Andrew Johns believes an unconventional style of play could be the answer to Canterbury’s plight, and he has only men in mind to lead the Bulldogs.
Asked about the Wide World of Sports’ Immortal behavior Whom he will choose as the dog’s next permanent head coach, Johns has responded with not just a name, but a pair of brothers.
“I’ll really go to the left field and go to Ben Walker and Shane Walker,” he said.
“They have a unique way of playing the footy, based on the footy of the 90’s – think of the great Canberra team or the Brisbane team – where it’s about the ball movement, but it’s time to grab.
“I’ve talked to them about it in the past where an average of six sets, the opponent holds the ball for 40 seconds – where the way they play, they guess from one minute to fifteen (seconds) and somewhere else, and it’s all around ball movement and defense. Running that exhausts the defense. “
Although the style of play is unique, it has led the Walker brothers to success in the past.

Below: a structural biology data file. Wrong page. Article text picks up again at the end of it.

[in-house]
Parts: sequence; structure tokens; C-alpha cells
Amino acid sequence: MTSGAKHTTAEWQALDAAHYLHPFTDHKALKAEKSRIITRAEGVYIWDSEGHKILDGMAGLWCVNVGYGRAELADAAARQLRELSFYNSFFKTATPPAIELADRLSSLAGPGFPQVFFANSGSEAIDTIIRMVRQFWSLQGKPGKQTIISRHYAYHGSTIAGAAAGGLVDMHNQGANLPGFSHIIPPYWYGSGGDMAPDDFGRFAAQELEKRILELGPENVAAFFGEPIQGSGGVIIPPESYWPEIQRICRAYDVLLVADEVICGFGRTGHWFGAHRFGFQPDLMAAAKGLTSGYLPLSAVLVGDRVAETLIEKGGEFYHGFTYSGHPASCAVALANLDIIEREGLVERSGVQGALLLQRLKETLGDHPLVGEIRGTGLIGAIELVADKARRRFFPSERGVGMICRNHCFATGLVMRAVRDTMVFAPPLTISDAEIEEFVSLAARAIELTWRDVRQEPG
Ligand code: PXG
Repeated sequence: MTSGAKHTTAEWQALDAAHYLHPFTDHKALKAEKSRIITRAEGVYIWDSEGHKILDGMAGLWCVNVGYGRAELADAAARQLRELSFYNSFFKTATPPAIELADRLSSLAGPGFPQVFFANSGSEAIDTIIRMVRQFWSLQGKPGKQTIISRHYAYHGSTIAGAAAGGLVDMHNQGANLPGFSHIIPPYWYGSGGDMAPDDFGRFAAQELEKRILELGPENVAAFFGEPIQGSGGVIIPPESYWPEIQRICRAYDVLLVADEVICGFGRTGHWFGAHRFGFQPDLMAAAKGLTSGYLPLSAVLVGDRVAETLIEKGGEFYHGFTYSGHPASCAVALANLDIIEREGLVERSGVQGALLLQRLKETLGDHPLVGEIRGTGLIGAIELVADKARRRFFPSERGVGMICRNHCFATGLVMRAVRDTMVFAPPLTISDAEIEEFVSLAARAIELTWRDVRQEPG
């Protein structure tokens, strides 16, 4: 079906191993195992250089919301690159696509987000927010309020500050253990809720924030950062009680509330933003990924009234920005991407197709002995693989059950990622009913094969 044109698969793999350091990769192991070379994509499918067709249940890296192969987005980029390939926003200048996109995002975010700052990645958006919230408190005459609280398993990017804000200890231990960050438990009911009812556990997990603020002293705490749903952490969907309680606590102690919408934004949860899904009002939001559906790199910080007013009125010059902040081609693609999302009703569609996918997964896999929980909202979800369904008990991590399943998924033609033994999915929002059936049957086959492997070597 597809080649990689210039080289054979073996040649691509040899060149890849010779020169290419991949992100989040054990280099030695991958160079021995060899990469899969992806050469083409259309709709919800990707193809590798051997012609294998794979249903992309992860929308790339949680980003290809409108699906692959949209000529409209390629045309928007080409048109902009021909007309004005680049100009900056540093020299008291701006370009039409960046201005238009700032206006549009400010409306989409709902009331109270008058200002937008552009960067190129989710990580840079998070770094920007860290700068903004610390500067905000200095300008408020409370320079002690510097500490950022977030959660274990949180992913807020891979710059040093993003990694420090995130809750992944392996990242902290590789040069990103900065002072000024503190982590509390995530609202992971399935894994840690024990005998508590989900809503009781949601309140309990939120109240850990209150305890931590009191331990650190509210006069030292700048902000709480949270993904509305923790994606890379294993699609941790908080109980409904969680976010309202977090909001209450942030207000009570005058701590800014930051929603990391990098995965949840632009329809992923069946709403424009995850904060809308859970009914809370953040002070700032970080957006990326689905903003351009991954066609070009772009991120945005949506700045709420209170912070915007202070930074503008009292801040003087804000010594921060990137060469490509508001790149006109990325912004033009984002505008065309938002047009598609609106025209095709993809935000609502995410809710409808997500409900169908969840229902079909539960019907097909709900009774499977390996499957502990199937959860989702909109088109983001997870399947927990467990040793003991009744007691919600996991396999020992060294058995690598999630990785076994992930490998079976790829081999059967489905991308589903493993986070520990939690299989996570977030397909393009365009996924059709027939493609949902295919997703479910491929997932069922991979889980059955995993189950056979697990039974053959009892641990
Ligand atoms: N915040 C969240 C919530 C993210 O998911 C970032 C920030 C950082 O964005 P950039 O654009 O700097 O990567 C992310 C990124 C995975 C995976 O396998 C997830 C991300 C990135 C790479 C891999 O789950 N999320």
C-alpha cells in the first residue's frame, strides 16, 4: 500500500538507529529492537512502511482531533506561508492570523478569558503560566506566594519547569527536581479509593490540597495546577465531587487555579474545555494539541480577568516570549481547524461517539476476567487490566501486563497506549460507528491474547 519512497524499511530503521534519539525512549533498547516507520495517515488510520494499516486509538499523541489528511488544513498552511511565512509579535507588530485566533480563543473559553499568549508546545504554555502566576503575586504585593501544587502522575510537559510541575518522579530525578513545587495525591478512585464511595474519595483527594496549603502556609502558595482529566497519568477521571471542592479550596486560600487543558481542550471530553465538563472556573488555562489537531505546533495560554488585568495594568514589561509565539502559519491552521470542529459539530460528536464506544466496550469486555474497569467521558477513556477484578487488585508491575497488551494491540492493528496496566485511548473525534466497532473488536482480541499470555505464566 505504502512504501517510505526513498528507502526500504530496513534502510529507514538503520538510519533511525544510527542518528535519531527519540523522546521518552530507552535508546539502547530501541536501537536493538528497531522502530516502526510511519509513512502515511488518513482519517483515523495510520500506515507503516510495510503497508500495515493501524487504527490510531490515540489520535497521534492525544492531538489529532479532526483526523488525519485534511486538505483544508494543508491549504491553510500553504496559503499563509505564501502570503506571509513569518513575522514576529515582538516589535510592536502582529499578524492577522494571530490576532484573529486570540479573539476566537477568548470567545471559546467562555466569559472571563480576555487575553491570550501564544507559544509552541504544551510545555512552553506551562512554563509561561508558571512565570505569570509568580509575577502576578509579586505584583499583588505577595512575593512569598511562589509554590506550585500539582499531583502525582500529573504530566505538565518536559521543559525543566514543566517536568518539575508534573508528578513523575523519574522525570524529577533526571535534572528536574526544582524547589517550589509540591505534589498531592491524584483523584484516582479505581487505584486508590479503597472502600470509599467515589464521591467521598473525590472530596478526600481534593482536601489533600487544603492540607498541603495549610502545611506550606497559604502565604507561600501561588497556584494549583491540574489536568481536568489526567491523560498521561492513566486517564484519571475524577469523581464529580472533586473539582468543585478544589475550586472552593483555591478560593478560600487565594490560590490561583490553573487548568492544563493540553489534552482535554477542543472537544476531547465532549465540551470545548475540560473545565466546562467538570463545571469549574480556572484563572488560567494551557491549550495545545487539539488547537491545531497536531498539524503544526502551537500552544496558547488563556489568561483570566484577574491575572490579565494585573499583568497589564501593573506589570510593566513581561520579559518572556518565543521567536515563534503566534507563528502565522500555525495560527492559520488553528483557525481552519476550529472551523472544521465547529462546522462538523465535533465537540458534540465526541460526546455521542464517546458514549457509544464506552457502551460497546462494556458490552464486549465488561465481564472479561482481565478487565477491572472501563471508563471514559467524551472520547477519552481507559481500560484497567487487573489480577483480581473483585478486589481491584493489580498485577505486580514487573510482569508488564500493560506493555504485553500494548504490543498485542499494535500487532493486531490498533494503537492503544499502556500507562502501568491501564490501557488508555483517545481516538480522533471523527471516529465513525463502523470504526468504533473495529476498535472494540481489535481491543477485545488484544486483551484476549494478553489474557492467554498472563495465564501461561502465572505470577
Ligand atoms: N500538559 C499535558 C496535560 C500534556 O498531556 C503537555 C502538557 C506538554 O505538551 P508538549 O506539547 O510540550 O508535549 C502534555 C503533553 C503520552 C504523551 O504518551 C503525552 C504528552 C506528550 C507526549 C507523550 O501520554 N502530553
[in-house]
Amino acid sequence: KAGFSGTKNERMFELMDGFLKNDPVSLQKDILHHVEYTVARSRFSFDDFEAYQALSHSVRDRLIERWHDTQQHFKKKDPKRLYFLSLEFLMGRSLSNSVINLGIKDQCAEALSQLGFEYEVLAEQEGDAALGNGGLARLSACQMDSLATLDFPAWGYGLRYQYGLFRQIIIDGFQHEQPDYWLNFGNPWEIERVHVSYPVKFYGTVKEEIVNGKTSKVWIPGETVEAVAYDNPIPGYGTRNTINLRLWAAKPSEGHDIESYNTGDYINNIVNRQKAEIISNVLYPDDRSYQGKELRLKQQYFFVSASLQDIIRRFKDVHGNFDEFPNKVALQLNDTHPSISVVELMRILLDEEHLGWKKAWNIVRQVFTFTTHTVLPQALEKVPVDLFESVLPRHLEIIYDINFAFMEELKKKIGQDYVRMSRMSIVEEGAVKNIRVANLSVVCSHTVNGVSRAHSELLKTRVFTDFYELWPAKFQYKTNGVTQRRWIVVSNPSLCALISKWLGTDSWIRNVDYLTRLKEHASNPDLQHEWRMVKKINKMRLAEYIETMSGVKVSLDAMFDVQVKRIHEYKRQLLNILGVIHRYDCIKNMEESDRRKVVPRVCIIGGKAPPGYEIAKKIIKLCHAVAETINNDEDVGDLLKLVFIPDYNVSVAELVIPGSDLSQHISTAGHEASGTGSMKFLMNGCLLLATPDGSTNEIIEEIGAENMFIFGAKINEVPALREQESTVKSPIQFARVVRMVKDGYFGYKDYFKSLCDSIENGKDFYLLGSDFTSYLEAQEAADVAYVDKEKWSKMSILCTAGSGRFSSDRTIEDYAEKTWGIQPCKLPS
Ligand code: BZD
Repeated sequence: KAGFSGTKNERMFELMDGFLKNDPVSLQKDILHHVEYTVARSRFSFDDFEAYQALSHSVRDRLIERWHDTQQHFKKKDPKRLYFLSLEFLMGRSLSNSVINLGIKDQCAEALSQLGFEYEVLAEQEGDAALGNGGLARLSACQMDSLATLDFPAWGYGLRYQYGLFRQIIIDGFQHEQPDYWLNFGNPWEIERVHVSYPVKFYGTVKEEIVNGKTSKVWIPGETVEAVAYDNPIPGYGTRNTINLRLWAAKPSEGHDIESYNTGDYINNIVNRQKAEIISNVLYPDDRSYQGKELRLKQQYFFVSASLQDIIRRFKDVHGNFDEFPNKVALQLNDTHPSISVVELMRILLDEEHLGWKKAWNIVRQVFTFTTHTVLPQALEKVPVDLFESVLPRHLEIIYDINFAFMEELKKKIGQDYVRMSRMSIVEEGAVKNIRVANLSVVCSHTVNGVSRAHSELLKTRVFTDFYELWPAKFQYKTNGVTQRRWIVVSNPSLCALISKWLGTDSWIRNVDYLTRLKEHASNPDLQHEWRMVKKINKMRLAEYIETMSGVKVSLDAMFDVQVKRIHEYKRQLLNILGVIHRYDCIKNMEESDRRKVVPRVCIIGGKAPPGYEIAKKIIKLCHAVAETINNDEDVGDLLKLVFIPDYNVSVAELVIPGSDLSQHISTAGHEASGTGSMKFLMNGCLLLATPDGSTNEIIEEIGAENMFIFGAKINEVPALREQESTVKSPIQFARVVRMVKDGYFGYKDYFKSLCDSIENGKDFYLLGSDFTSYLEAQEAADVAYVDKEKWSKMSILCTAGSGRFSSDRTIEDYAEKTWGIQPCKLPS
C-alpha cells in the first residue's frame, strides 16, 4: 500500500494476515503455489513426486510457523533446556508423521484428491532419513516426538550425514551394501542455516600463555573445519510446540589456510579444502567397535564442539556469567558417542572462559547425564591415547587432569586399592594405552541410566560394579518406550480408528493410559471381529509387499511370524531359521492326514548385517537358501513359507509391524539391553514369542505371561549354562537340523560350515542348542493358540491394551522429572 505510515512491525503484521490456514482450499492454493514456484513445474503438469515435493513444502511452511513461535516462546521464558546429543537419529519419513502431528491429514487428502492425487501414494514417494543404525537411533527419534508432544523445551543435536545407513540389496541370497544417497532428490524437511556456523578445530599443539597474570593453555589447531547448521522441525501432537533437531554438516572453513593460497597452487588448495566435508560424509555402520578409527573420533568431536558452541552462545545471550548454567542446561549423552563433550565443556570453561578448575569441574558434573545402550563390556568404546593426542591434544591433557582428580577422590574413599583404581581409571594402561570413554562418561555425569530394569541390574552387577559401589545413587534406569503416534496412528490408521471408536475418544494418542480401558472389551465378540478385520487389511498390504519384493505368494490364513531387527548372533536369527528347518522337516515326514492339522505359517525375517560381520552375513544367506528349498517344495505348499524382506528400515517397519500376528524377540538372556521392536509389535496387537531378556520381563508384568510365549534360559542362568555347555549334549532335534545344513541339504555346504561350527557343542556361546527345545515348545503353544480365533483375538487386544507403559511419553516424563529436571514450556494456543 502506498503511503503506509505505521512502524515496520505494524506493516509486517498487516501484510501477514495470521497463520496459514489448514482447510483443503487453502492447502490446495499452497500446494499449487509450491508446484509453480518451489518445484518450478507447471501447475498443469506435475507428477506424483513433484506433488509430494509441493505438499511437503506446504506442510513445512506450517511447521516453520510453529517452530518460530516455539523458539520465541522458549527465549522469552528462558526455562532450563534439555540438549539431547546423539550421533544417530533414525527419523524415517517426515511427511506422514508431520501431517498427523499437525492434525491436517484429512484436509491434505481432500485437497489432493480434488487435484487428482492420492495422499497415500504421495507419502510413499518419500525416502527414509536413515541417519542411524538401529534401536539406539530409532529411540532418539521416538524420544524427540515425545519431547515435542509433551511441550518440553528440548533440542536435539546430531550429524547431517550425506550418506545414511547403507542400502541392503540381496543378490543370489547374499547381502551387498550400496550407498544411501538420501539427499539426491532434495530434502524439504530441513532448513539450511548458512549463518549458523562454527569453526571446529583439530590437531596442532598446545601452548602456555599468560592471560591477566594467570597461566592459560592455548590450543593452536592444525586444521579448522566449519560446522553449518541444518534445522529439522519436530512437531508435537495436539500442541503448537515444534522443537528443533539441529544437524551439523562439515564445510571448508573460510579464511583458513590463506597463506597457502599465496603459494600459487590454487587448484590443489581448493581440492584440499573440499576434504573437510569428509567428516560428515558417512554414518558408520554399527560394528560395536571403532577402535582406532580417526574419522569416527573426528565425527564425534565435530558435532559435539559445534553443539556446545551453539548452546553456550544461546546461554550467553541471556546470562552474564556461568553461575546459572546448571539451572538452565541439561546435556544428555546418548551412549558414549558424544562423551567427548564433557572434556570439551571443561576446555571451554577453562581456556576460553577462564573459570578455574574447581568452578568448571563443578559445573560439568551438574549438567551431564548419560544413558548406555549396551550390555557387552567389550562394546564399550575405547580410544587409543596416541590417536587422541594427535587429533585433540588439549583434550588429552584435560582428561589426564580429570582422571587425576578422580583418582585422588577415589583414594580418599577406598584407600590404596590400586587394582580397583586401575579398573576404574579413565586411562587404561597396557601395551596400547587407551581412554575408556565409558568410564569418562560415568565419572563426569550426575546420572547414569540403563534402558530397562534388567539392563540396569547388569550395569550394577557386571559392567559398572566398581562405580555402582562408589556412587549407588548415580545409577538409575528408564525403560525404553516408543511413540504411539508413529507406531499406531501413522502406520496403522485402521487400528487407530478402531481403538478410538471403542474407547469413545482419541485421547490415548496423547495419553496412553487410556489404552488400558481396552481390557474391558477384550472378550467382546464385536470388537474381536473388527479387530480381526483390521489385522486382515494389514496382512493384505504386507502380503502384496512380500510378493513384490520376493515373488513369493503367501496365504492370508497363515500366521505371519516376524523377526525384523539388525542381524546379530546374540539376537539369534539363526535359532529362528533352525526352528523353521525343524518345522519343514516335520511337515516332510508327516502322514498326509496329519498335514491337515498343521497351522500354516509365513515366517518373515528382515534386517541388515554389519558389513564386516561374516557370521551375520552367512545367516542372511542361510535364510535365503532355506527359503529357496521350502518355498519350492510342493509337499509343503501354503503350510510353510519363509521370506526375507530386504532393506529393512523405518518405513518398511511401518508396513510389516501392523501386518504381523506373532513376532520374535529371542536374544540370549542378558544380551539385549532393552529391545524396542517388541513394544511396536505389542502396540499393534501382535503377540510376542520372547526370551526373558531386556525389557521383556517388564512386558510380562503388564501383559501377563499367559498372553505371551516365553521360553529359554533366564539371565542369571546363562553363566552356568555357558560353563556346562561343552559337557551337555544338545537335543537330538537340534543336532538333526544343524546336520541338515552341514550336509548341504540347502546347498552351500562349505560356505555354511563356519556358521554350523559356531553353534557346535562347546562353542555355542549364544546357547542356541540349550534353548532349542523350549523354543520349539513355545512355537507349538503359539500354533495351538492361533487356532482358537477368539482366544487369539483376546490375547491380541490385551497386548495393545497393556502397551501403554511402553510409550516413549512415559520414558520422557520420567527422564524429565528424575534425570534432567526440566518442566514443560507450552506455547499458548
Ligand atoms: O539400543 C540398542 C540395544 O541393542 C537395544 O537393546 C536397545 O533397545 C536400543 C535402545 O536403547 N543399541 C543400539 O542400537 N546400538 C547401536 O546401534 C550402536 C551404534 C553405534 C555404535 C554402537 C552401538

“In the first year at Ipswich (Queensland Cup), they won the company with this unique style of short dropout, short kickoff and ball movement … sometimes they even run backwards with the ball to chase their opponents,” says John.
“Then they played an interstate competition and they won the grand final day.”
While the Bulldogs “did the same thing over and over again” to no avail, Johns believes they can be experimental with their next move.
“Everyone is playing the same thing now, I’m waiting for a real thought – something different. It’s a unique way of playing and really, what do they have to lose?”
“Put them (the Walker brothers) inside, give them two years, give them a shot. See what happens.
“I think it’s something they need to see, explore and if not the Bulldogs, I think other clubs.”